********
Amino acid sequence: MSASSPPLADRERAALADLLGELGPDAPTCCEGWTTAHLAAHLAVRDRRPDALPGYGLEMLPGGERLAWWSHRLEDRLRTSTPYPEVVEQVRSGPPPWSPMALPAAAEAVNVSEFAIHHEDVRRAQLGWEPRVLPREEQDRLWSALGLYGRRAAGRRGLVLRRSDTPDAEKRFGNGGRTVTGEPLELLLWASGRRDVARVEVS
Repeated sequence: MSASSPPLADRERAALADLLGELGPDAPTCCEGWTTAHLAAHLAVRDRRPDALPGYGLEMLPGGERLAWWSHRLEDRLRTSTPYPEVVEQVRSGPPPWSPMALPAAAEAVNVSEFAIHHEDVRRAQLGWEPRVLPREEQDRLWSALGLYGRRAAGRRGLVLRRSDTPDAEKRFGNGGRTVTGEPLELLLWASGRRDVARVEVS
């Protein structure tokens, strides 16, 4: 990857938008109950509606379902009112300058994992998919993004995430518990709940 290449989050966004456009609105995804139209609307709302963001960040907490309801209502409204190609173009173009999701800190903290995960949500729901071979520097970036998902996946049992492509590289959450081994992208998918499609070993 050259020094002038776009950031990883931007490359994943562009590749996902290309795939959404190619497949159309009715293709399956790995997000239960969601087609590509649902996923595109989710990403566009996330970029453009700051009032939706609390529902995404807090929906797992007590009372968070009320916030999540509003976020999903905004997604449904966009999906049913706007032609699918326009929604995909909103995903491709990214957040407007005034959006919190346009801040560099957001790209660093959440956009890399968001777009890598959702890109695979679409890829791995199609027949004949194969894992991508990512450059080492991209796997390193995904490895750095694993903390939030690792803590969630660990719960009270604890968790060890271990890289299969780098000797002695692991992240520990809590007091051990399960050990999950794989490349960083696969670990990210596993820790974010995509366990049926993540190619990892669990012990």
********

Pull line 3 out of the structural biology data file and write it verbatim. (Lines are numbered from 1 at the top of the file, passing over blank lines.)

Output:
């Protein structure tokens, strides 16, 4: 990857938008109950509606379902009112300058994992998919993004995430518990709940 290449989050966004456009609105995804139209609307709302963001960040907490309801209502409204190609173009173009999701800190903290995960949500729901071979520097970036998902996946049992492509590289959450081994992208998918499609070993 050259020094002038776009950031990883931007490359994943562009590749996902290309795939959404190619497949159309009715293709399956790995997000239960969601087609590509649902996923595109989710990403566009996330970029453009700051009032939706609390529902995404807090929906797992007590009372968070009320916030999540509003976020999903905004997604449904966009999906049913706007032609699918326009929604995909909103995903491709990214957040407007005034959006919190346009801040560099957001790209660093959440956009890399968001777009890598959702890109695979679409890829791995199609027949004949194969894992991508990512450059080492991209796997390193995904490895750095694993903390939030690792803590969630660990719960009270604890968790060890271990890289299969780098000797002695692991992240520990809590007091051990399960050990999950794989490349960083696969670990990210596993820790974010995509366990049926993540190619990892669990012990």